London: There is not one single legal system in UK. There is English law, Northern Ireland and Welsh law, and Scottish law; the latter’s differences came to the fore this week when three Scottish Court of Session judges ruled that Boris Johnson’s current prorogation of Parliament was unlawful, because they decided the reason for prorogation was to stymie parliamentary scrutiny.

Subversive headlines have suggested that Johnson misled the Queen about his reasons for suspending Parliament, which Johnson has absolutely denied. Curiously, only a week ago, Lord Doherty in a Scottish Court did not accept that prorogation had contravened the rule of law, His Lordship thought the power to prorogue is intra vires with the Prime Minister, that the decision to prorogue was “inherently political in nature” and there were no legal standards to judge its legitimacy. Similarly, a few days later the High Court in London dismissed a claim against the suspension and ruled it was indeed lawful. There is speculation that although the recent Scottish ruling conforms to Scottish law could it have been premeditated? The impartiality of the judges has been a topic regretted by the Prime Minister. Now the legal challenge has been accelerated to the Supreme Court on Tuesday, 17 September.

The Northern Ireland Court dismissed another Remainer case to make No Deal illegal, Lord Justice McCloskey rejected the argument that the Good Friday Agreement (1998) is tied to UK’s membership of the EU, a welcome victory for Brexit.

If the SC finds the prorogation lawful, Parliament remains prorogued as declared until 14 October. Should the SC find it unlawful, either the Court forces the government to recall Parliament and begin a new session with a Queens Speech setting out the legislative agenda; or the court might feasibly decide prorogation was a “nullity” and Parliament goes back to where it left off on 10 September. The mishmash gang of MPs, who are against Brexit and prorogation, did not vote against adjourning for the long summer recess, yet four extra days added to the usual prae-conference recess seem intolerable. So far MPs have spent 500+ hours dithering about Brexit, but no upcoming party conferences have been called off to allow for further dithering; these rebel MPs are stalling, objecting and avoiding decision making about what they actually want, but they have successfully handicapped the Prime Minister, for the time being. The rogue Surrender Act (Withdrawal Bill No. 6) insists that if the PM is unable to get Parliament’s support for No-Deal or an agreement, on or before 19 October, he must ask the European Council for another Brexit extension, but critically it does not outlaw No-Deal during the extension.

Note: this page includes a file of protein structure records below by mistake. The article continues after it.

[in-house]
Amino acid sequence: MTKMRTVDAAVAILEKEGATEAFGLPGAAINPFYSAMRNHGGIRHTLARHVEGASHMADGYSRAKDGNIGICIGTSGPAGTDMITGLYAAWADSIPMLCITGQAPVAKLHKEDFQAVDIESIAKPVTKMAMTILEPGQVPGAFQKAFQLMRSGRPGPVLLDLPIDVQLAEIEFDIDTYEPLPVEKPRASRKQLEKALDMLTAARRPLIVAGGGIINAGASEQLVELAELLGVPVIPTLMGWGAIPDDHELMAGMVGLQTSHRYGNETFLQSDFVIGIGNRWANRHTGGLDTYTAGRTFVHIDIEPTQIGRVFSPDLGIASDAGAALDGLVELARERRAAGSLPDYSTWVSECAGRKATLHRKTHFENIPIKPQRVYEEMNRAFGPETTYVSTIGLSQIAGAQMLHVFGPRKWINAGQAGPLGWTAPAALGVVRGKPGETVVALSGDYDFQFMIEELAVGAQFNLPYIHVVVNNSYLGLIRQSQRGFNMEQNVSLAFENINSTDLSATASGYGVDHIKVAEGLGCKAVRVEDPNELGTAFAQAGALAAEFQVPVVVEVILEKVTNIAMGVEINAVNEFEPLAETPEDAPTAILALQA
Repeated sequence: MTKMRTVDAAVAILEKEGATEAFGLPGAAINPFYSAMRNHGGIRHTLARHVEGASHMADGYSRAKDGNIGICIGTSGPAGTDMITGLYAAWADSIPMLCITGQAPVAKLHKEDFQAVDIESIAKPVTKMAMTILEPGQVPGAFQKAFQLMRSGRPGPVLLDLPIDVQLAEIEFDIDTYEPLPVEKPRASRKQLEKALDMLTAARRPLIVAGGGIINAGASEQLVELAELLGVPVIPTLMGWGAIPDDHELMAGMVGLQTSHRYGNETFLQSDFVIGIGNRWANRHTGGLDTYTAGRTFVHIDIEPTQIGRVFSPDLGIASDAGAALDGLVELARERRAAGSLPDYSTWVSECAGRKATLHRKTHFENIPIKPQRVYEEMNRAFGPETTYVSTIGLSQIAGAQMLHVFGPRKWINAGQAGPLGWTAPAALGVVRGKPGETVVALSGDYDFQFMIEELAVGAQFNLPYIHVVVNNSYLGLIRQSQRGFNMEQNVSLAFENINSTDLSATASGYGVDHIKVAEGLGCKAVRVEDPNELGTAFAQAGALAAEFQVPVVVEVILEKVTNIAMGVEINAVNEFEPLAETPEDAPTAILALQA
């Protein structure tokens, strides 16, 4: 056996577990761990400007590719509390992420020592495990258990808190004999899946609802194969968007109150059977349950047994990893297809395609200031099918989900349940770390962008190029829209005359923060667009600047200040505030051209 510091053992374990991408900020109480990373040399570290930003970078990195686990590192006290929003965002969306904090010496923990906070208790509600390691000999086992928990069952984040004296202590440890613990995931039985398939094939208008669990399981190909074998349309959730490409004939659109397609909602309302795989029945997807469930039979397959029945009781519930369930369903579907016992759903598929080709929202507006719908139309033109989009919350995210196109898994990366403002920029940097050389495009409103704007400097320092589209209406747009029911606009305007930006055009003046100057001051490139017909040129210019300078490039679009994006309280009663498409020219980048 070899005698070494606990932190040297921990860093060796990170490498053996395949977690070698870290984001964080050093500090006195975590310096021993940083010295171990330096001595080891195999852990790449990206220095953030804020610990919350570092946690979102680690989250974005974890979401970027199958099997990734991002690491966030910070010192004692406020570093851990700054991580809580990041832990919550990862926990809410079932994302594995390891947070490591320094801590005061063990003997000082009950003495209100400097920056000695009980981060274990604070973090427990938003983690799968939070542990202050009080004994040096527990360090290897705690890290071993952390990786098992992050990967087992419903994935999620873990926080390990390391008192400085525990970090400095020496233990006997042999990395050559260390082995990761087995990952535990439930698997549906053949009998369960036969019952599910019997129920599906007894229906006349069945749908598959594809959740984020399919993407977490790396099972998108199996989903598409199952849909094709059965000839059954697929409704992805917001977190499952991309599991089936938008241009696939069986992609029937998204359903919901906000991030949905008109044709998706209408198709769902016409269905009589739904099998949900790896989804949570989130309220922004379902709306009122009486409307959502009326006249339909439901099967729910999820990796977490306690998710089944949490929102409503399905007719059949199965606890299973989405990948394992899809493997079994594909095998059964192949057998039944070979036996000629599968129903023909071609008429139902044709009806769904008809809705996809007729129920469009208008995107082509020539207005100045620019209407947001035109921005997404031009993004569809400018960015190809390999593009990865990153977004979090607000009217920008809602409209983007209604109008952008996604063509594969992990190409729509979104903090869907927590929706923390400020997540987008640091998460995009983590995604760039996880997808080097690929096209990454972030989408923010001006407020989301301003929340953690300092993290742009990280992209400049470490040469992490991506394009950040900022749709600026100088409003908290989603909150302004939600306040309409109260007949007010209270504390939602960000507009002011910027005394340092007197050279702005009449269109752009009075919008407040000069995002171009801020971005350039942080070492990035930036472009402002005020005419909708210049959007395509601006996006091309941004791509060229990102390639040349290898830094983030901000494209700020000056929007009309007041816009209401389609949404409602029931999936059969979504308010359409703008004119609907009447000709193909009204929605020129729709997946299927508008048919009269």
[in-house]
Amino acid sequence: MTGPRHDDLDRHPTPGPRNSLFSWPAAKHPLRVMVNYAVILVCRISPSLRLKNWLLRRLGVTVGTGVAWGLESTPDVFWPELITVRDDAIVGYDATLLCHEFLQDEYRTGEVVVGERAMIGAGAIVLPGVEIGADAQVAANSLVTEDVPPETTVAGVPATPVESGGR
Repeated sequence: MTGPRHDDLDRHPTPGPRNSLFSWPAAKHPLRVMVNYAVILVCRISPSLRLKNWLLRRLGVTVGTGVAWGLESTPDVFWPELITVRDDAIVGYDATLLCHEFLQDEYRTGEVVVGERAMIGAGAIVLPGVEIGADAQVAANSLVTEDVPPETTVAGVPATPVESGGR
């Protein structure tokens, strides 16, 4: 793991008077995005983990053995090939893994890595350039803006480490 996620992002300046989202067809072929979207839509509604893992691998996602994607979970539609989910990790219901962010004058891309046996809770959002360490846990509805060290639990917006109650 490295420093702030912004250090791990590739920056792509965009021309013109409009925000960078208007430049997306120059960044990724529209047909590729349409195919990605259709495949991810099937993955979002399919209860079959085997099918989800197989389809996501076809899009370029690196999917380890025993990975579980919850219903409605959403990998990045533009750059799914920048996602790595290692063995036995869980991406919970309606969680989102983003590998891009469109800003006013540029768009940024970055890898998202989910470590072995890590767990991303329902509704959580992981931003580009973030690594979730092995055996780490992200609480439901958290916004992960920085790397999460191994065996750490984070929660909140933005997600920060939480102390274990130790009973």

Folks in the know are sure that all the above has been factored into No. 10’s planning. If Johnson recalled Parliament for a vote of no confidence and he remained PM, technically he would be obliged to ask for an extension, but then he would have fulfilled his obligation to the Act. He could immediately claim that it was Parliament’s wish and not government policy, thus it had no bearing.

As far as a new deal goes, there is speculation about an “All-Ireland Backstop”, an idea that has previously been acceptable to the EC, but unlikely to be acceptable to the DUP. This would mean that Northern Ireland alone would continue to be aligned to EU customs and regulations for agricultural products only, in order to stay in a single market to maintain the all-important “all-Ireland economy” and open border. It would however create a border in the Irish Sea between England/Scotland/Wales and Northern Ireland. Sources say the only way to give political legitimacy to this would be for the DUP to call for Sinn Fein to end the Northern Ireland Assembly boycott, then hold a vote in Stormont on the All-Ireland Backstop. Westminster is keen to get the Stormont Assembly operational again.

The speculation only addresses half the problem. It omits governance/VAT/industrial regulations plus a host of other EU legislative quandaries, and it also introduces another problem in that Scotland might demand a similar arrangement, something that Nicola Sturgeon has already mooted.

Johnson campaigned on delivering Brexit, unifying the country and keeping Jeremy Corbyn out of No10. An election is still on the cards in October/November and Johnson might deliver the last pledge first, as the Brexiteer vote is coalescing around Johnson.

This week YouGov put voting intention at 32% for Conservative, 9% ahead of a disunited Labour party. Folks are seeing the Brexit Party and the LibDems as single-issue parties on opposing sides, with no substance for governance.


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